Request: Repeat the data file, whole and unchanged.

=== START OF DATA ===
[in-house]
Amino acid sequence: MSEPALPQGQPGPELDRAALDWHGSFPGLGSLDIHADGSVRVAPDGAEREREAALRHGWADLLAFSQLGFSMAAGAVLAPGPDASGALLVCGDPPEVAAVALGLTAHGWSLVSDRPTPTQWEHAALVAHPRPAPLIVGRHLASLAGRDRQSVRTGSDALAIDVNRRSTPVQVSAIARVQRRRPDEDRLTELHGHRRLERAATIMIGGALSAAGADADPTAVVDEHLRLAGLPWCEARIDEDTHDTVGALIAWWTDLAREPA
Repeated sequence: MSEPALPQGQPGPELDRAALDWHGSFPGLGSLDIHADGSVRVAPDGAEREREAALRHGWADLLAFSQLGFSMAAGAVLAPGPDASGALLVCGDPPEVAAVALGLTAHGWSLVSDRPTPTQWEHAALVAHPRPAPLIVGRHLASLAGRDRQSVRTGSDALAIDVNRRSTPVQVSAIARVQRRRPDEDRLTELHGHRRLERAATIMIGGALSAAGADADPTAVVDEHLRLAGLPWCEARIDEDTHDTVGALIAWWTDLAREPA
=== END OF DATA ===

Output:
[in-house]
Amino acid sequence: MSEPALPQGQPGPELDRAALDWHGSFPGLGSLDIHADGSVRVAPDGAEREREAALRHGWADLLAFSQLGFSMAAGAVLAPGPDASGALLVCGDPPEVAAVALGLTAHGWSLVSDRPTPTQWEHAALVAHPRPAPLIVGRHLASLAGRDRQSVRTGSDALAIDVNRRSTPVQVSAIARVQRRRPDEDRLTELHGHRRLERAATIMIGGALSAAGADADPTAVVDEHLRLAGLPWCEARIDEDTHDTVGALIAWWTDLAREPA
Repeated sequence: MSEPALPQGQPGPELDRAALDWHGSFPGLGSLDIHADGSVRVAPDGAEREREAALRHGWADLLAFSQLGFSMAAGAVLAPGPDASGALLVCGDPPEVAAVALGLTAHGWSLVSDRPTPTQWEHAALVAHPRPAPLIVGRHLASLAGRDRQSVRTGSDALAIDVNRRSTPVQVSAIARVQRRRPDEDRLTELHGHRRLERAATIMIGGALSAAGADADPTAVVDEHLRLAGLPWCEARIDEDTHDTVGALIAWWTDLAREPA